Transcript: Q&A with Sen. Bill Emmerson on the confirmation of CDCR Secretary Jeffrey Beard

Partial transcript of Q&A with Sen. Bill Emmerson (R-Redlands) on the confirmation of Jeffrey Beard for Secretary of the California Department of Corrections and Rehabilitations. The hearing was held before the state Senate Rules Committee on June 19, 2013:

State Sen. Bill Emmerson (R-Redlands):
…There have been all sorts of stories and rumors that individuals that have been released are now committing crimes. You at one point indicated that a part of the problem was that CDCR needs to do a better job of tracking Realignment impact. Cities in and around my district – the cities of San Bernardino, Redlands, and Pomona – have all seen dramatic jump in crimes in 2011 and 2012. What are the facts as we know them of the impact of Realignment in our communities? And what criteria have you set up to define its success or failure?

And I’d just like to point out that I have an article that just came out in the newspaper this week that in the city of Redland, the crime jumped up – violent crime – jumped up by 17% in 2011 and 2012. In San Bernardino, it jumped up by 21%. And both the numbers there are reflective not only of new crimes but also those who are out under the Realignment program…

CDCR Secretary Jeffrey Beard:
To begin with, the comment that I made about not knowing what we should be doing with Realignment and stuff was not related to CDCR but I was caught by a reporter after my first BSCC meeting and we had just approved the PPIC to come in and help the BSCC look at Realignment issues and help better define what the BSCC should be doing. And that was really my response was to the BSCC not to CDCR.

CDCR has been tracking Realignment, and in fact, we recently came out with a study that looked at a group of individuals before Realignment and a matched group of individuals after Realignment and it was done on a statewide basis. And what we found on a statewide basis is that the actual arrests were down post-Realignment. So less people were being arrested from that realigned group than pre-Realignment. Now, it’s only three months of data so it’s early but the encouraging thing is that it was down and the trend was down. There was a little upward trend on convictions but we expected that because more DAs were charging people who before they would have sent back to prison and now they’re charging those because they couldn’t do that.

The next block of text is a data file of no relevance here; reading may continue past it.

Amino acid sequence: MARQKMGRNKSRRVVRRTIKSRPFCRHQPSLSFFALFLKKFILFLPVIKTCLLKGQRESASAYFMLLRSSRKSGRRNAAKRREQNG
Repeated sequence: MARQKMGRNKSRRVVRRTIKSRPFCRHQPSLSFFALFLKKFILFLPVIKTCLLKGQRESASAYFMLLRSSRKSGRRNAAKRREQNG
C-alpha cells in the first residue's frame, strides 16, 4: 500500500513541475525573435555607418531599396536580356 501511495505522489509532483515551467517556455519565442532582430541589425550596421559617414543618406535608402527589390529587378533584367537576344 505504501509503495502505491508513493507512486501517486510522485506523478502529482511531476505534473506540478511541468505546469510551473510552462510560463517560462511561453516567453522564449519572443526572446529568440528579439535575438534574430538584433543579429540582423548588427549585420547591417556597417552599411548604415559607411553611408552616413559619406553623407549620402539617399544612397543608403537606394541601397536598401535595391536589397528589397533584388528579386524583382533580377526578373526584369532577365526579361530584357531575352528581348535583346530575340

So from that perspective, it looks like Realignment is working in that we’re not seeing an increase in arrests or increase in crime.

Now, that doesn’t mean that a certain locality might not be having an increase. But I think we have to remember that a lot of things can impact on crime in an area. Your economy can impact on it, whether or not you reduce your police department, so you reduce your probation staff. All of those things have to be taken into account.

I know there was another study that was done pre-Realignment but it was sort of instructive. It was a five-city study done by the Council of State governments which showed that only 20% of crimes committed by parolees or probationers. And within that group, they went back and looked at how many of those people that they looked at before were realigned offenses, and it was only 6%.

So I guess what I’m saying is that Realignment appears, at least from the initial data, to be working. It appears we’re not seeing an increase statewide in arrests. And it appears that overall crime they represent a very small segment of the overall crime and that we need to be looking at the whole crime issue. There may be other things driving some of the other increases beyond Realignment.

State Sen. Bill Emmerson (R-Redlands):
Due to all the problems that we are facing in our California prison system, it’s sort of following up on Sen. Lara’s question about your residency in Pennsylvania but you’re here full-time pretty much. I just want to know if – can we expect that you’re going to be here for a while – this is not a short-term appointment that you’ll be accepting?

CDCR Secretary Jeffrey Beard:


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